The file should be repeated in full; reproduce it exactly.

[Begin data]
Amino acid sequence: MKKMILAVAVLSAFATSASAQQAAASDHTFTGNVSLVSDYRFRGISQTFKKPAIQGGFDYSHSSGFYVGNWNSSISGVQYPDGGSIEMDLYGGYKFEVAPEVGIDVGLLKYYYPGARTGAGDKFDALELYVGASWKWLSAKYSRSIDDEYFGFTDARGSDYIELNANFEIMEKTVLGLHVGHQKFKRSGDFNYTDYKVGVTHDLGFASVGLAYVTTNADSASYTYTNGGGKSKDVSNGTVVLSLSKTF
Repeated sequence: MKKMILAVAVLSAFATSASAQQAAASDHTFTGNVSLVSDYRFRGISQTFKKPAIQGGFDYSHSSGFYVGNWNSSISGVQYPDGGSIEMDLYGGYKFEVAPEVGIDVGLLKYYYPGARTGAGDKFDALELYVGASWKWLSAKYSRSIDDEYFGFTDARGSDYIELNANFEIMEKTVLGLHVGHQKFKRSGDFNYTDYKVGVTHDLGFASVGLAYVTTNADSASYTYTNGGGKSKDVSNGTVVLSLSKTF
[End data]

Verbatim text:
Amino acid sequence: MKKMILAVAVLSAFATSASAQQAAASDHTFTGNVSLVSDYRFRGISQTFKKPAIQGGFDYSHSSGFYVGNWNSSISGVQYPDGGSIEMDLYGGYKFEVAPEVGIDVGLLKYYYPGARTGAGDKFDALELYVGASWKWLSAKYSRSIDDEYFGFTDARGSDYIELNANFEIMEKTVLGLHVGHQKFKRSGDFNYTDYKVGVTHDLGFASVGLAYVTTNADSASYTYTNGGGKSKDVSNGTVVLSLSKTF
Repeated sequence: MKKMILAVAVLSAFATSASAQQAAASDHTFTGNVSLVSDYRFRGISQTFKKPAIQGGFDYSHSSGFYVGNWNSSISGVQYPDGGSIEMDLYGGYKFEVAPEVGIDVGLLKYYYPGARTGAGDKFDALELYVGASWKWLSAKYSRSIDDEYFGFTDARGSDYIELNANFEIMEKTVLGLHVGHQKFKRSGDFNYTDYKVGVTHDLGFASVGLAYVTTNADSASYTYTNGGGKSKDVSNGTVVLSLSKTF